Photo/IllutrationJob-seeking students attend a session held by Rikunabi in Hamamatsu in 2016. (Asahi Shimbun file photo)

Two of Japanese biggest automakers bought data on student job-seekers that Recruit Career Co. obtained and sold without the explicit consent of the candidates.

Toyota Motor Corp. and Honda Motor Co. bought the personal information, which estimated the probability that students would decline an offer of employment, through its online "Rikunabi DMP Follow" service.

The automakers are among 38 companies that used the Rikunabi DMP Follow since March 2018. Both companies said that they did not use the data to judge whether to employ a candidate.

Toyota and Honda will likely face sharp questioning over whether they acted appropriately in their handling of the students' personal information.

According to a Toyota official, the data was used to "reduce the number of people who would decline a job offer.”

“We believe it is vital to check their adequacy or intention to join us in the course of personally meeting them for an interview,” the official said. Addressing privacy concerns over the students' personal information, the official said, “We will investigate what happened and review where we will go from here.”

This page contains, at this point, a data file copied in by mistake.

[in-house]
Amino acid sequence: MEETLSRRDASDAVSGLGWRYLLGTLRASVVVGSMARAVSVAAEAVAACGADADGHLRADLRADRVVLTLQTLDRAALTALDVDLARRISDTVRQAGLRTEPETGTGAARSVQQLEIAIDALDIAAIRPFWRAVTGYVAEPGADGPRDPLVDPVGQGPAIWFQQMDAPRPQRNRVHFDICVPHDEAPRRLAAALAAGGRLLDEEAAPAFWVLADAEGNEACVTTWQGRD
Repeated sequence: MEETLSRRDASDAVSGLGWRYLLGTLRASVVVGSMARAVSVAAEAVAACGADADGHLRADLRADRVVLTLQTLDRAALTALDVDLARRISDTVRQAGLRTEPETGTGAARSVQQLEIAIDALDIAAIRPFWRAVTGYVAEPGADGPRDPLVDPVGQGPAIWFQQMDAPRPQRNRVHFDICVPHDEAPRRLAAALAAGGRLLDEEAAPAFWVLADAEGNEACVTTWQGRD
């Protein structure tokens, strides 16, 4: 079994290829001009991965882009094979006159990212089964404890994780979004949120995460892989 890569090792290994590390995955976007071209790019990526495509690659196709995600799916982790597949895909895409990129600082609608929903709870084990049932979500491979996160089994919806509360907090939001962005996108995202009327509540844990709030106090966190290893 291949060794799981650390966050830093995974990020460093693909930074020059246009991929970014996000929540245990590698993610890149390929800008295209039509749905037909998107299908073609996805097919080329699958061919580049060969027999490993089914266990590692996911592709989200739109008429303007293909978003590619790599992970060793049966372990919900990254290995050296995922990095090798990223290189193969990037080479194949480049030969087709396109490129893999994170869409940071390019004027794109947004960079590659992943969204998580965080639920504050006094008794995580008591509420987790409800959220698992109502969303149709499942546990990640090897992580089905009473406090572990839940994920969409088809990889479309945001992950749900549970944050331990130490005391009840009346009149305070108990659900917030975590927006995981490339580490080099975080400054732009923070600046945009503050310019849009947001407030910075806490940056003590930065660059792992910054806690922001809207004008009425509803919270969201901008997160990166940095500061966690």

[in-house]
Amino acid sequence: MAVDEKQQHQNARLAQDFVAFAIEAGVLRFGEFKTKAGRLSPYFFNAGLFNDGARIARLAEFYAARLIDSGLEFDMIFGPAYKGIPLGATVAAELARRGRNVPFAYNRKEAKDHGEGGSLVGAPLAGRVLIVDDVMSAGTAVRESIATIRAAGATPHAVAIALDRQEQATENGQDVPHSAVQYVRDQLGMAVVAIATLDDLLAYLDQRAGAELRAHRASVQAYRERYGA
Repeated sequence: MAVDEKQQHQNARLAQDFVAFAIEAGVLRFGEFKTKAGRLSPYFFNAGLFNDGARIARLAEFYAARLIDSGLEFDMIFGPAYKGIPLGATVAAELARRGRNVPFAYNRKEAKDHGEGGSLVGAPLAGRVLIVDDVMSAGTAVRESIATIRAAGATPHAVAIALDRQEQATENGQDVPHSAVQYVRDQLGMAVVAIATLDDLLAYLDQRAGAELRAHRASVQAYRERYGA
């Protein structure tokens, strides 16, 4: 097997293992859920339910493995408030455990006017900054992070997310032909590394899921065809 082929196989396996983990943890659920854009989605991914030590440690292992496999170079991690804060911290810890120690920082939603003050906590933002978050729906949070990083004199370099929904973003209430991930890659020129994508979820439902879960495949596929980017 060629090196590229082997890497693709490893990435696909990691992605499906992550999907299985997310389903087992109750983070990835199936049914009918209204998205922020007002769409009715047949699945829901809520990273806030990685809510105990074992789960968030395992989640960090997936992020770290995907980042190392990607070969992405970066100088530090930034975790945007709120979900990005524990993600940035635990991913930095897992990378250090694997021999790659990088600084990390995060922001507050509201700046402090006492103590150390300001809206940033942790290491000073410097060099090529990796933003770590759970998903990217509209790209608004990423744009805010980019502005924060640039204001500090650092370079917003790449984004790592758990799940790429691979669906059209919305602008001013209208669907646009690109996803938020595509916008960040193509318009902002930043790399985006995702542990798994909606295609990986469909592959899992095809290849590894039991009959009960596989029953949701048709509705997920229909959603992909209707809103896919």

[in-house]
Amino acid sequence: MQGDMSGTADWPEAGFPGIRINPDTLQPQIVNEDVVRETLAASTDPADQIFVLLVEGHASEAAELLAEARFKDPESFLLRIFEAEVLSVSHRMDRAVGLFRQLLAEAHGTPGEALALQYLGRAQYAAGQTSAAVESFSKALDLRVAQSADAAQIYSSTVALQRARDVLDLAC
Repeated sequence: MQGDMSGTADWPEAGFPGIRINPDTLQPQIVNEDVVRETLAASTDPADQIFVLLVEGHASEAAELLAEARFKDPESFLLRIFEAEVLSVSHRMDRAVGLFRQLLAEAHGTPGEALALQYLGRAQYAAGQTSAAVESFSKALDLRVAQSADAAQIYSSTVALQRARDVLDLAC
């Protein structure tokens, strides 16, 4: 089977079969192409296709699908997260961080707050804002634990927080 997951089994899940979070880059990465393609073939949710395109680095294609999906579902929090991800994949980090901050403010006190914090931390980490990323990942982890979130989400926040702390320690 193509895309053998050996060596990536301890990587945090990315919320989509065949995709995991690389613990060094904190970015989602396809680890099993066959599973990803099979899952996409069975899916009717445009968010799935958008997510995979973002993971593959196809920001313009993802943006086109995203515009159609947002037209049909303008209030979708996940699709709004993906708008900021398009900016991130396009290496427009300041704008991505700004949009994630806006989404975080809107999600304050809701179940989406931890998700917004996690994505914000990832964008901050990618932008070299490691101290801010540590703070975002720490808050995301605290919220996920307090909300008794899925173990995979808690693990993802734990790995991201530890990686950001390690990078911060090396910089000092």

Honda began using "Rikunabi DMP Follow" last September, a company official said.

“We used the data as a trial, aiming to utilize HR Tech (human resources technology),” the official said.

He dismissed privacy concerns about the personal information on grounds, “We used the data appropriately.”

However, he acknowledged that the company is taking seriously the criticism "that we caused the students anxiety or made them feel suspicious.”

Recruit Career focused on collating data on when and how often students viewed specific companies online. The data was siphoned through Rikunabi, which provides a wide range of employment information and services to registered users.

The data was then analyzed using artificial intelligence, which calculated the students' likelihood of declining job offers, based on the list of those who had declined job offers from companies in the previous year. The lists were provided by Recruit Career’s client companies.

Based on the analysis, Recruit Career would then evaluate a student's probability of declining a job on a five-point scale if a certain company offered to hire the individual.

Recruit Career discontinued Rikunabi DMP Follow on Aug. 4, and admitted on Aug. 5 that it had sold data on 7,983 students, part of the service’s list, without their explicit consent, in violation of the Personal Information Protection Law.

(This article was written by Eitaro Takeyama, Takehiro Tomoda and Takashi Yoshida.)